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Think money can't buy happiness? Think again

It turns out, rich people are happier than poor people.

A new Brookings Institution paper finds that people who live in rich countries are more satisfied with their lives than those in poor countries, and rich people within individual countries are happier than their poor neighbors.

That old “money can’t buy happiness” chestnut, formally called Easternlin’s paradox by economists after an influential 1974 study that concluded rich nations are no happier than poor ones, is such an enduring myth because it holds a lot of appeal, said Justin Wolfers, one of the paper’s authors, a nonresident fellow at Brookings and professor of economics and public policy at the University of Michigan.

“I think it’s incredibly comforting to believe in it,” he said. “You can believe that people who live in grinding poverty… are just as happy as you are.”

Previously, some economists predicted that even if greater wealth meant greater happiness, it was only true up to a point. Once you reached a set point of satiation, extra money wouldn’t matter.

“People are good at making the best of what they have. The way we deal with our emotions is quite adaptive,” said Hal Hershfield, an assistant professor of marketing at New York University's Stern School of Business. Even the rich, he pointed out, “are going to have to deal with everyday pleasures and displeasures.”

Last year, Skandia International’s Wealth Sentiment Monitor surveyed 13 countries (not including the United States) and found that the average income people need to feel happy is around $161,000. Research published in 2010 based on surveys of 450,000 Americans said that well-being increased along with income up to $75,000, then day-to-day happiness leveled off, although feelings of success and well-being continued to rise.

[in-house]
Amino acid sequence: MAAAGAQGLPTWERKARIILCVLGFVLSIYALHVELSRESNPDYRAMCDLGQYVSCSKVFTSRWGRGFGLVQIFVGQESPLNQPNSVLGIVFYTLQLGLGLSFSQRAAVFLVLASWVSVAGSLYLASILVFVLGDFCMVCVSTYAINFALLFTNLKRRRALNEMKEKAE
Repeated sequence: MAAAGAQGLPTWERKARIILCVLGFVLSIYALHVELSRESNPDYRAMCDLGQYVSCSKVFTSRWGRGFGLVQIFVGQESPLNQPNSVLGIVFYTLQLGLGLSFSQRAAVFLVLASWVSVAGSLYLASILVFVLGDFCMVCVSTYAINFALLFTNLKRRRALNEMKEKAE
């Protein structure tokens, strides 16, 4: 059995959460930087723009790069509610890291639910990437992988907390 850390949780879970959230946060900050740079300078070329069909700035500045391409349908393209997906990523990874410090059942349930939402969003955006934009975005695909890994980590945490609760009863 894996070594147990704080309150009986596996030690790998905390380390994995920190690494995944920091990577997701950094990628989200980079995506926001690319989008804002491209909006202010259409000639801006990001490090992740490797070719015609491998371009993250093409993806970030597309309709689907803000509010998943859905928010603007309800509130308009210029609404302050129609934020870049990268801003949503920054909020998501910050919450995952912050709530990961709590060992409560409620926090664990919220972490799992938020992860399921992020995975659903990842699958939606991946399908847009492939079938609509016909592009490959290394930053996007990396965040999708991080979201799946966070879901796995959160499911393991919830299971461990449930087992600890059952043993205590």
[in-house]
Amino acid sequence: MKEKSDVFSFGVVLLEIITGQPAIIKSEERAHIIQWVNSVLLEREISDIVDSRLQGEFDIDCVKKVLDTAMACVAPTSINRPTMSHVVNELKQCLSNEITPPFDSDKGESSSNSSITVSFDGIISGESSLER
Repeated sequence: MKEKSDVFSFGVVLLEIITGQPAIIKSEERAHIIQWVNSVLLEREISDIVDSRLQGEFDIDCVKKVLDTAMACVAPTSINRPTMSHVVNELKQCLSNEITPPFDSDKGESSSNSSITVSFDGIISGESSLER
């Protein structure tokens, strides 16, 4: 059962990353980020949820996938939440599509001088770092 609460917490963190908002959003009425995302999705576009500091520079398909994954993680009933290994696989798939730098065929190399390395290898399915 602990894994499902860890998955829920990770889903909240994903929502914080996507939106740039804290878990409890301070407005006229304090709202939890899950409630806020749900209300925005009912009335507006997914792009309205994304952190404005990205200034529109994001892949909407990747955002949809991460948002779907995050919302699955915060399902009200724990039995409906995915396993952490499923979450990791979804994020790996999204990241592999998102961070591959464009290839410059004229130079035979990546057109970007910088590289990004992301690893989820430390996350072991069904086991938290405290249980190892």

But the Brookings researchers found no cutoff point. “There is literally no evidence of satiation in any data set anywhere,” Wolfers said.

In a survey of more than 1,000 Americans conducted by Gallup and analyzed by Wolfers and his co-author Betsey Stevenson, only 1 percent who made more than $75,000 said they were “very dissatisfied” with their lives, and only 4 percent ranked their happiness in the lowest category.

The effect appeared even more pronounced further up the income spectrum. The handful of respondents who earned more than half a million dollars a year all ranked their happiness and satisfaction at the highest levels.

“We still found that the really privileged were happier than the merely privileged,” Wolfers said.

Overall perceptions of satisfaction and happiness might not tell the whole story, though. “What also matters is how people actually *feel* on a day-to-day basis,” Elizabeth Dunn, associate professor of psychology at the University of British Columbia, said via email.

“If you make $250k rather than $90K, you're likely to rate your life as a whole more positively,” she said. “But you're not likely to feel any more enjoyment or happiness on a typical day. You're no more likely to laugh or smile on a typical day.”

That’s because wealth really is a proxy for autonomy. Richer people have greater freedom to decide where they want to live, what jobs they hold and how they want to live their lives. People who live in wealthier countries also don’t bear the stress and fear of threats like starvation or losing a child to a preventable illness. 

“It’s not that it’s literally the greenbacks in your wallet that make you happy, but rather... being able to make choices about your life and making choices that give your life meaning,” Wolfers said.